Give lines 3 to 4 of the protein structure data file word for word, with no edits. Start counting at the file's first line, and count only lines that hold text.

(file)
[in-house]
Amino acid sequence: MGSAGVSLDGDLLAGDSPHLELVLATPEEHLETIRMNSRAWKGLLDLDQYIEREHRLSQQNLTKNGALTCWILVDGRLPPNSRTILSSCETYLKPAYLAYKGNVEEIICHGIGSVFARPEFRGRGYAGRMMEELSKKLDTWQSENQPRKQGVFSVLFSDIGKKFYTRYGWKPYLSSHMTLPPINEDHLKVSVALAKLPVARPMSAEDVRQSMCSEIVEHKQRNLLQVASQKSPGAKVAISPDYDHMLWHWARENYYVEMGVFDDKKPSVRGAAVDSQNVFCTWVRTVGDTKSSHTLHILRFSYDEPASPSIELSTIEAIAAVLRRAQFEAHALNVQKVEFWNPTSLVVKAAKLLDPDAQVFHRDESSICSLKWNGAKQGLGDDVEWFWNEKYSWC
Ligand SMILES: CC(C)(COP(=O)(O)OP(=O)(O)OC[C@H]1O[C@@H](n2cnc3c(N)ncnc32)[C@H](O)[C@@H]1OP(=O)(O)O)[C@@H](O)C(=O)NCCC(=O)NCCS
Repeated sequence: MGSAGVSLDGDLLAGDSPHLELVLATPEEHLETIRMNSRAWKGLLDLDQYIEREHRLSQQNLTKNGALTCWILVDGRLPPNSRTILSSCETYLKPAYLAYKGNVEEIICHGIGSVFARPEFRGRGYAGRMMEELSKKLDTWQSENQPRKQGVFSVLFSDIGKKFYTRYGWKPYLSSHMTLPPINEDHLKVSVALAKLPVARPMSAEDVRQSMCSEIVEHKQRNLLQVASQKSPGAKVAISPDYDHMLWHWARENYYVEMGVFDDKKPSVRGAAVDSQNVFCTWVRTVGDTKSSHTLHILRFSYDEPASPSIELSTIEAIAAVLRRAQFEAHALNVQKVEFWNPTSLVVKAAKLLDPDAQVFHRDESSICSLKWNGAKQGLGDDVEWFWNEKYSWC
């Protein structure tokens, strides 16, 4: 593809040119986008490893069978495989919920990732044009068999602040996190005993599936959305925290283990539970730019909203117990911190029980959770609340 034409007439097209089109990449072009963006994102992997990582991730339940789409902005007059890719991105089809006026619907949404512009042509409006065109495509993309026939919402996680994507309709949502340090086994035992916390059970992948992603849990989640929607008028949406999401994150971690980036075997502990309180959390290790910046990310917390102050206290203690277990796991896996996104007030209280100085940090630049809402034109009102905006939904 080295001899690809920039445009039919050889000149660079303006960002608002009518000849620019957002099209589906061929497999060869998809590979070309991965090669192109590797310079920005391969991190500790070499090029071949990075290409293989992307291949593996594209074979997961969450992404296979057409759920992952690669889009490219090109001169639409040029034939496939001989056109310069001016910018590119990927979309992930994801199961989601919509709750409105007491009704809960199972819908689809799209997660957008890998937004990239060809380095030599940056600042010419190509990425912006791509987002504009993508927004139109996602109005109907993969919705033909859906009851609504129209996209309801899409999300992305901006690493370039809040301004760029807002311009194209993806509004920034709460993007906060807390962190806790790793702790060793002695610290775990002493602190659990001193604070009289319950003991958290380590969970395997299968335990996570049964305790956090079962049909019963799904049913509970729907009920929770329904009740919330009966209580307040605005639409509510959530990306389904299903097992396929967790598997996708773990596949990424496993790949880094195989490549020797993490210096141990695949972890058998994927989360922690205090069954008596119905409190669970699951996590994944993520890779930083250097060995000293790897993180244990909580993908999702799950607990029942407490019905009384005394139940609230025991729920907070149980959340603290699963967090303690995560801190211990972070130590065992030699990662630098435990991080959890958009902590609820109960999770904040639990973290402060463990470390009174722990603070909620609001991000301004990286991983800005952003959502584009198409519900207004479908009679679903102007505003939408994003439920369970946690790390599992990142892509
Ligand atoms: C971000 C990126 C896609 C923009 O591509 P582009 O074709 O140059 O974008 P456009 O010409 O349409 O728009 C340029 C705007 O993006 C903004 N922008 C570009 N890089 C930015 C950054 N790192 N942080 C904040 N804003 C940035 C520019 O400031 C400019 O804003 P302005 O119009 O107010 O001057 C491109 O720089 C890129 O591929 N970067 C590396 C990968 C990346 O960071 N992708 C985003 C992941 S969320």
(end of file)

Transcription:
Ligand SMILES: CC(C)(COP(=O)(O)OP(=O)(O)OC[C@H]1O[C@@H](n2cnc3c(N)ncnc32)[C@H](O)[C@@H]1OP(=O)(O)O)[C@@H](O)C(=O)NCCC(=O)NCCS
Repeated sequence: MGSAGVSLDGDLLAGDSPHLELVLATPEEHLETIRMNSRAWKGLLDLDQYIEREHRLSQQNLTKNGALTCWILVDGRLPPNSRTILSSCETYLKPAYLAYKGNVEEIICHGIGSVFARPEFRGRGYAGRMMEELSKKLDTWQSENQPRKQGVFSVLFSDIGKKFYTRYGWKPYLSSHMTLPPINEDHLKVSVALAKLPVARPMSAEDVRQSMCSEIVEHKQRNLLQVASQKSPGAKVAISPDYDHMLWHWARENYYVEMGVFDDKKPSVRGAAVDSQNVFCTWVRTVGDTKSSHTLHILRFSYDEPASPSIELSTIEAIAAVLRRAQFEAHALNVQKVEFWNPTSLVVKAAKLLDPDAQVFHRDESSICSLKWNGAKQGLGDDVEWFWNEKYSWC